When we invited poets to join us, we asked them to look at questions of home, belonging, identity, exclusion and homogenisation.From conversations about shoes and what they evoke, to exchanges about parents, poems responding to the transgender experience to inward-angled poems and even chain poems created stanza by stanza over email and WhatsApp, through all of these we found ourselves eavesdropping on a collective consciousness, ears to the ground listening for the beat of life.

We hope together we have created a drum. We, the poets, hold the skin in a large circle, stretching across continents, experiencing the vibrations beyond ourselves and between our worlds. We hope our words vibrate with at least some of the worlds between.

We look forward to seeing you there!

All The Worlds Between - Galway Launch_A5

The programme of the “My Story, My Words” day is here!

Hello everyone, I am pleased to announce that our programme for the symposium is ready. It will be a full day of study, conversation and performance about language and migration. Scholars of linguistics, literature and geography; poets; NGO workers; theatre companies; film directors and visual artists are coming to NUI Galway on September 29 to talk about the role that language has in the experience of migration, and how to create a conversation among all the components of a multicultural society.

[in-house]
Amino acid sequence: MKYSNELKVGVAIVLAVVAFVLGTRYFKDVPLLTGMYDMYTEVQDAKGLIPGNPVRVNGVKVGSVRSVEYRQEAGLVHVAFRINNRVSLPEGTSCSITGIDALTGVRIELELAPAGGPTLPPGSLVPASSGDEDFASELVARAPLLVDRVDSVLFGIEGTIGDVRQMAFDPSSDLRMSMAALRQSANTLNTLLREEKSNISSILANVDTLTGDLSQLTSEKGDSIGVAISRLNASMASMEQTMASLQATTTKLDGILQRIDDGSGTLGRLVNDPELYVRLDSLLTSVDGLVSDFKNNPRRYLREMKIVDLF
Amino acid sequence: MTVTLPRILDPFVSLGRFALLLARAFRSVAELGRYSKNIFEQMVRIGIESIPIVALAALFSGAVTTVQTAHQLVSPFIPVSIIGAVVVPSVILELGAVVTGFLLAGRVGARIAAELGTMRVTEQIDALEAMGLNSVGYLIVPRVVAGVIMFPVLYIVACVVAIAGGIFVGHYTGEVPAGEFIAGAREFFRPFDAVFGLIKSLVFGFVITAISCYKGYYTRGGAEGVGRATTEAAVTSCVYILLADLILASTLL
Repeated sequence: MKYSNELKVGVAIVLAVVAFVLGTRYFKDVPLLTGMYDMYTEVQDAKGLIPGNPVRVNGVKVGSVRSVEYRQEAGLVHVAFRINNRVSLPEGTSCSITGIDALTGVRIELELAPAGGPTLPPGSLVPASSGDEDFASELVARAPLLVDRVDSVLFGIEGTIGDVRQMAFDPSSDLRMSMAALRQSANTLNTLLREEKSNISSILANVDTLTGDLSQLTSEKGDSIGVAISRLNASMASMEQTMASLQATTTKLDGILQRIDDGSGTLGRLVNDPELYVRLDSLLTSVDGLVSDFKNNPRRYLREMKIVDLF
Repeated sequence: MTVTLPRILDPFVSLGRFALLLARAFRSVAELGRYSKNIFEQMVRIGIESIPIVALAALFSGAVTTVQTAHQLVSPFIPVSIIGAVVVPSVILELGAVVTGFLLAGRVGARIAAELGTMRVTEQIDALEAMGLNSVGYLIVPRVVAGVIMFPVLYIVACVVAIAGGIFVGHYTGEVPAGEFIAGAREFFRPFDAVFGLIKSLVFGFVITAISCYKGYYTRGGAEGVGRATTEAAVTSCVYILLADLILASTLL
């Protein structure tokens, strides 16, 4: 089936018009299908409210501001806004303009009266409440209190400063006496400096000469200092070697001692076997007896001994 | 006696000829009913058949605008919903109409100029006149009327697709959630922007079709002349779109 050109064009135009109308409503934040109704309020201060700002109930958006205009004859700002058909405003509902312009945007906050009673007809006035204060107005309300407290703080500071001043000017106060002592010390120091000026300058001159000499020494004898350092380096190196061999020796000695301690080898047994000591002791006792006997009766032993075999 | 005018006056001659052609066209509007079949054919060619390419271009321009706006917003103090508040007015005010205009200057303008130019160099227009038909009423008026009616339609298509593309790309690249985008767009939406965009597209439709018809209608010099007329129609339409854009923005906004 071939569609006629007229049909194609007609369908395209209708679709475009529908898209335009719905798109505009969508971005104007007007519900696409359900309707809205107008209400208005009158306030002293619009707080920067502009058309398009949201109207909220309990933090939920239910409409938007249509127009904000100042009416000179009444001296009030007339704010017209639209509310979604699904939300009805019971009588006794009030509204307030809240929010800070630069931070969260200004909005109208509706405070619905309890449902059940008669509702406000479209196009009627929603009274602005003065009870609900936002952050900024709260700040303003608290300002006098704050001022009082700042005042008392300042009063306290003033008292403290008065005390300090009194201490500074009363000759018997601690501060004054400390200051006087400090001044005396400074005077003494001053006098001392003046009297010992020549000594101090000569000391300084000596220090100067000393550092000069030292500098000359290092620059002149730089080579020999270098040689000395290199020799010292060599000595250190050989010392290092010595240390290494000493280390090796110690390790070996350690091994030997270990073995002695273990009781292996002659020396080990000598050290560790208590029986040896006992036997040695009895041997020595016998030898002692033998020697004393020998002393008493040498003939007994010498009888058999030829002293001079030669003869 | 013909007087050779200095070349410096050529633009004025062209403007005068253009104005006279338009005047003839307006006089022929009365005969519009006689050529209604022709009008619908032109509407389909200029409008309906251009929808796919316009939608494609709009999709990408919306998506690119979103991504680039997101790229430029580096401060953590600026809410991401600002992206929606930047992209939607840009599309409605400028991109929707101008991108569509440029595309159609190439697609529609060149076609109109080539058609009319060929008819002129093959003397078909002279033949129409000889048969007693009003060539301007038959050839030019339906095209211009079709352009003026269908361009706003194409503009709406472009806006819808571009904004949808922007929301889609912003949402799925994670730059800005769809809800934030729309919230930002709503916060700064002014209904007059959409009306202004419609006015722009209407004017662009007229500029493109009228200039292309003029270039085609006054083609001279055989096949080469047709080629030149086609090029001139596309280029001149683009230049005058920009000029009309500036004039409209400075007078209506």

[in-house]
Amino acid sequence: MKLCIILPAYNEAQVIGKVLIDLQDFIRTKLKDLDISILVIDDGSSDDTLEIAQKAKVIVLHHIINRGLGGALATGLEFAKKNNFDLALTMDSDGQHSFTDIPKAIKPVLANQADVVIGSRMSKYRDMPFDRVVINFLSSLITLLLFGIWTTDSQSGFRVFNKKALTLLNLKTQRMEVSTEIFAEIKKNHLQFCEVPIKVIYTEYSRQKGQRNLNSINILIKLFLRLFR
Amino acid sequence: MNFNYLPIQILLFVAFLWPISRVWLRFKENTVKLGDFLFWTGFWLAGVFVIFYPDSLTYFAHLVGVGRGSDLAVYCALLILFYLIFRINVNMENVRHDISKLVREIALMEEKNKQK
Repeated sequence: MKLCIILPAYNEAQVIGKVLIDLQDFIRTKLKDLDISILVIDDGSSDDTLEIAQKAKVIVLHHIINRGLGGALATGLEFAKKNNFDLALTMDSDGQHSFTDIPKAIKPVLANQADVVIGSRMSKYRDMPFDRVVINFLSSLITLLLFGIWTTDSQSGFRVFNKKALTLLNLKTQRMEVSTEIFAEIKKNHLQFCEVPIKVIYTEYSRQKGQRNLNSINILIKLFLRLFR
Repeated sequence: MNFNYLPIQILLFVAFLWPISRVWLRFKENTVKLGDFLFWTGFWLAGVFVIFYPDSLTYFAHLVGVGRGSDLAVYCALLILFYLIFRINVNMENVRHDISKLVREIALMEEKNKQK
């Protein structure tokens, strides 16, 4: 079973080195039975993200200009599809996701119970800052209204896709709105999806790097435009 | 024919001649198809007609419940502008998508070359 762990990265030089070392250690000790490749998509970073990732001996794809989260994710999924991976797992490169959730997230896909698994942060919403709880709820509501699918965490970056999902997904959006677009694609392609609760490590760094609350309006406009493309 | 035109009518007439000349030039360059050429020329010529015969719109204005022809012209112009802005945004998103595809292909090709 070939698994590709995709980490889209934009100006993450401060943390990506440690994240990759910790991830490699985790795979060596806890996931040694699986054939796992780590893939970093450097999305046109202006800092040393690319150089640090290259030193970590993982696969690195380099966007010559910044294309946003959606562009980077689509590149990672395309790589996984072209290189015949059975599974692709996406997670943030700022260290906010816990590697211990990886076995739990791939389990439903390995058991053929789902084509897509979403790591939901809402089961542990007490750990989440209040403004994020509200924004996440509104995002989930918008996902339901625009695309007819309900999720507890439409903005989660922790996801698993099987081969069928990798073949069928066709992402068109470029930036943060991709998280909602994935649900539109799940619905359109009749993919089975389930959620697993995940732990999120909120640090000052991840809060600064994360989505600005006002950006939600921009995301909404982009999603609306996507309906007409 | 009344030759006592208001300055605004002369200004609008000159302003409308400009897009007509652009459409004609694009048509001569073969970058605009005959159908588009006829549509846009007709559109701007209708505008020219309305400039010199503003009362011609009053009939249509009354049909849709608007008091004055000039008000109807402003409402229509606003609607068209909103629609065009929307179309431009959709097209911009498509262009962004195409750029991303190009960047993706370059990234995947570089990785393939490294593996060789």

The symposium takes place in the Hardiman Research Building, in room G010, and it will be concluded with the prestigious Máirtín Ó Briain Lecture.

All welcome!




Meet Lisa McEntee-Atalianis

Dr Lisa McEntee-Atalianis from Birkbeck University of London, will be one of the scholars to speak at the “My Story – My Words” symposium on September 29. She is Senior Lecturer in Applied Linguistics and Communication and has published in various fields: Language Pathology (Aphasia); Sign Language/Deaf Studies and Sociolinguistics.

In recent years her scholarship has focused on two key areas: identity at micro and macro-discursive/linguistic levels and intergovernmental organizational language planning, policy and practice (two topics that are central to the discussion that we would like to develop in the symposium).

She is a member of the Study Group on Language and the United Nations, New York and her interest in identity is evident in her forthcoming book, Identity in Applied Linguistics. Her research has encompassed the study of autochthonous minority groups and migrant communities in different settings (Turkey, Cyprus and London).

We look forward to welcoming Dr. McEntee-Atalianis to Galway, and to hear her talk about two recent projects in which she traces the migrant voice and constructions of migrant identity in traditional and new media.

Visual Art across languages (meet Marta Golubowska)

Visual art and language are not very often seen in association. Yet, even if we may not be particularly used to wondering what is the ‘language’ of a sculpture, or whether a painting can be ‘translated’, art is linked directly to the culture and the language of the people who produced it, and of the places where it is exhibited – so that when it travels, across cultures and borders, it always acquires new meanings. Moreover, visual art has evolved in the past few decades to include elements of performance and discourse: since these elements are often expressed verbally, we as spectators are exposed more and more to the linguistic elements involved in visual art. In a world that becomes more and more multilingual, artists